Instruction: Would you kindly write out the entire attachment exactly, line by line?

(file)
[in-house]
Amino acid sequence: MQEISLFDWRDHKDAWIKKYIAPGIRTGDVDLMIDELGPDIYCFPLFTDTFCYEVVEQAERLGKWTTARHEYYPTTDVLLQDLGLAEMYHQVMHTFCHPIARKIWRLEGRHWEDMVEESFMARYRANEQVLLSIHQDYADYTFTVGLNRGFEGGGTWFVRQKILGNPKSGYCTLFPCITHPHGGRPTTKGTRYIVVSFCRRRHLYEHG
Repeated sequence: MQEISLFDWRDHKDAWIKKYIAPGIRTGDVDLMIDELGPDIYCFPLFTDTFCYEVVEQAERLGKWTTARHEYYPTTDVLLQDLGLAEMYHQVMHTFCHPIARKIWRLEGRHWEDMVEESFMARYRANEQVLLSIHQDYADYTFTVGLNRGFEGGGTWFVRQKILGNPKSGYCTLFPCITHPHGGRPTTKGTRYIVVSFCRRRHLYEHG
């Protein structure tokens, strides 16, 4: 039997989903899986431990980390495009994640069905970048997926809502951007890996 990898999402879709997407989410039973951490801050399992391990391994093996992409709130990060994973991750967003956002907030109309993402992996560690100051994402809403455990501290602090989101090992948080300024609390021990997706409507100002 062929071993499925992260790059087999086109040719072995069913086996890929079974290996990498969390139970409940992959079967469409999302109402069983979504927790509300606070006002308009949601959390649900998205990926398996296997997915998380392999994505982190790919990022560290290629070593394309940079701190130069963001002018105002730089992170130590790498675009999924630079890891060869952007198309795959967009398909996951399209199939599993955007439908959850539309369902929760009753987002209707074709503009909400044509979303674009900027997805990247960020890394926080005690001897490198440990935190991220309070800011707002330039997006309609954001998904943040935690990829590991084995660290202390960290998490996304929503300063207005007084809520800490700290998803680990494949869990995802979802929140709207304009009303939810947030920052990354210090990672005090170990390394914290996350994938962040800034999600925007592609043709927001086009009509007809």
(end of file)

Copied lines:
[in-house]
Amino acid sequence: MQEISLFDWRDHKDAWIKKYIAPGIRTGDVDLMIDELGPDIYCFPLFTDTFCYEVVEQAERLGKWTTARHEYYPTTDVLLQDLGLAEMYHQVMHTFCHPIARKIWRLEGRHWEDMVEESFMARYRANEQVLLSIHQDYADYTFTVGLNRGFEGGGTWFVRQKILGNPKSGYCTLFPCITHPHGGRPTTKGTRYIVVSFCRRRHLYEHG
Repeated sequence: MQEISLFDWRDHKDAWIKKYIAPGIRTGDVDLMIDELGPDIYCFPLFTDTFCYEVVEQAERLGKWTTARHEYYPTTDVLLQDLGLAEMYHQVMHTFCHPIARKIWRLEGRHWEDMVEESFMARYRANEQVLLSIHQDYADYTFTVGLNRGFEGGGTWFVRQKILGNPKSGYCTLFPCITHPHGGRPTTKGTRYIVVSFCRRRHLYEHG
């Protein structure tokens, strides 16, 4: 039997989903899986431990980390495009994640069905970048997926809502951007890996 990898999402879709997407989410039973951490801050399992391990391994093996992409709130990060994973991750967003956002907030109309993402992996560690100051994402809403455990501290602090989101090992948080300024609390021990997706409507100002 062929071993499925992260790059087999086109040719072995069913086996890929079974290996990498969390139970409940992959079967469409999302109402069983979504927790509300606070006002308009949601959390649900998205990926398996296997997915998380392999994505982190790919990022560290290629070593394309940079701190130069963001002018105002730089992170130590790498675009999924630079890891060869952007198309795959967009398909996951399209199939599993955007439908959850539309369902929760009753987002209707074709503009909400044509979303674009900027997805990247960020890394926080005690001897490198440990935190991220309070800011707002330039997006309609954001998904943040935690990829590991084995660290202390960290998490996304929503300063207005007084809520800490700290998803680990494949869990995802979802929140709207304009009303939810947030920052990354210090990672005090170990390394914290996350994938962040800034999600925007592609043709927001086009009509007809």